How a 10-day trip to Nicaragua pushed my buttons and pushed me further.
I just spent 10 days in Nicaragua with Chantelle Adams and 10 change-making women. My mission was to film (alongside my partner Ryan, naturally) their volunteering journey in the rural village of Jiquilillo. At least, that was the mission on paper. I soon discovered my true mission was to sit for 10 days with acute discomfort and notice what that did to me.
To arrive at our destination, we had a 3.5-hour drive with 30 minutes on a gravel road that felt like the surface of the moon. This was not your typical gravel road. It had deep craters and huge mounds and you had to do some tricky maneuvering to get through it.
As we passed by different villages, I began to get a sense of what life was like in rural Nicaragua. Households had dogs, pigs, horses, and chickens if they were lucky. Cooking happened in outdoor kitchens. Houses were situated in 100 square foot plots of dirt. Drying clothes hung outside, sometimes on lines of barbed wire. People in sandals carried pails of water and small children played on dirt roads.
When we reached the village, we discovered that our beach hut was home to many creatures: iguanas, bats, spiders, and frogs. At 5 am every morning bats would shit in the middle of our floor. (We moved our luggage once we realized this would be a nightly occurrence.) Our outdoor bathrooms were mosquito-infested and boy, did they love me. I had about 40 bites by day 2.
Before long, I had to admit to myself that I was having a hard time. I was uncomfortable. In many ways.
It’s somewhat embarrassing to admit it, but I’m a bit of a germaphobe. I picked up a fear of “dirtiness” when I was a kid, and I’ve found it hard to completely shake. So while I filmed Chantelle and her team doing beautiful voluntary work (painting a home, making pottery with entrepreneurial women, cooking a meal for 300 children), I struggled with my fears.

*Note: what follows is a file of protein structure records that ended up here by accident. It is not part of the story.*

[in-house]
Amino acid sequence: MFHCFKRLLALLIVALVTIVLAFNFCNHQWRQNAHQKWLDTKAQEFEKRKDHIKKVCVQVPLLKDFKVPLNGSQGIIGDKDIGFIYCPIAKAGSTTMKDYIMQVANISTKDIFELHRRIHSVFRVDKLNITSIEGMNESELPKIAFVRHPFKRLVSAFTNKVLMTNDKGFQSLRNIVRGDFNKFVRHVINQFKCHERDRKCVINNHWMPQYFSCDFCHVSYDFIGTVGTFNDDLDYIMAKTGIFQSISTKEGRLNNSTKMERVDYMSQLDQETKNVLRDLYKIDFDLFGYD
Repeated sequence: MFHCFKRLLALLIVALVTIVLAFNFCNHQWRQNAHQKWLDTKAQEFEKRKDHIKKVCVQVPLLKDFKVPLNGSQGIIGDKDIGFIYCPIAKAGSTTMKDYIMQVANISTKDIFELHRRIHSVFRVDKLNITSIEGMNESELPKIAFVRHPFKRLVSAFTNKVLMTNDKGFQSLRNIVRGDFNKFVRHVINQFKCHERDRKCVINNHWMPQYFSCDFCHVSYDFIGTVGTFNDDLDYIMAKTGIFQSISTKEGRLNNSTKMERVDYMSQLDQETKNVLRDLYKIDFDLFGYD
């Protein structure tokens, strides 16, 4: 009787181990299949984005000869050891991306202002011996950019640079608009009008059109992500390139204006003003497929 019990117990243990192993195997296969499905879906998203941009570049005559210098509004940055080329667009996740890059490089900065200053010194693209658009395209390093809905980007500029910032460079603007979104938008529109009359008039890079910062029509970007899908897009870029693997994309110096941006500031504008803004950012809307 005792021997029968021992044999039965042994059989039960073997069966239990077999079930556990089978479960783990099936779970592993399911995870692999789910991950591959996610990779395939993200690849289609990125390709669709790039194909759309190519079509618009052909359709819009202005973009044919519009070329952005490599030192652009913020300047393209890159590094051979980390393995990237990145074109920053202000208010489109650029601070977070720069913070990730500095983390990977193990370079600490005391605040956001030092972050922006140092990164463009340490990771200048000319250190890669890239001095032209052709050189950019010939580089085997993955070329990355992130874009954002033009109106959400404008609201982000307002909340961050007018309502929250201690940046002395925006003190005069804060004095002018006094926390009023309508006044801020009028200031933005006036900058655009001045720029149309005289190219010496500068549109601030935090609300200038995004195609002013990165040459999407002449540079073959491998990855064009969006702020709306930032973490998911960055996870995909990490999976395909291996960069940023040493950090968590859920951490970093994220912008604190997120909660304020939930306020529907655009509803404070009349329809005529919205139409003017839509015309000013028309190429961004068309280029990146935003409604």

I felt like I didn’t have a space that was safe. Even under my net, the mosquitoes could get me. When we entered the garbage dump community, the children were so happy to see us that they came running, wanting to be picked up, hugged, and held. They just wanted to feel the love and I was uncomfortable. I felt terrible.
But it’s a good thing I had Chantelle to inspire me to push myself further. On her flight over she got the devastating news that her brother had passed away unexpectedly. The tragedy was especially mind-blowing because her brother was the one who had first brought her to Jiquilillo. In fact, he had brought his and Chantelle’s entire family there in the past to build a community school.
Despite this unbelievable blow, Chantelle showed up for all of us. She still functioned as a leader, helping us through all the soul-expanding activities she’d planned for us. She put her mourning on hold for us.
I sat with my discomfort and she carried her grief.
I think there are few learning experiences as profound as experiencing acute discomfort. Discomfort can puncture your sense of being in a protected bubble. It exposes you to feeling vulnerable, and that vulnerability connects you to other human beings.
I feel more connected now—to Chantelle, to the other women on the trip, and to the people, I met in Nicaragua. That sense of connection drives certain choices.
Now I would much rather spend my money on supporting the soup program in Chinandega for the garbage dump community than a $300 coat. I would much rather conserve water and not waste food than take these necessities of life for granted. I would much rather travel and really meet people rather than hole up in a nice hotel.
After this trip, I will make different choices. Even if they make me less comfortable. Especially if they make me less comfortable.
THANK YOU TO MONTY’S BEACH LODGE FOR MAKING THIS EXPERIENCE POSSIBLE.
Working during Magic Hour.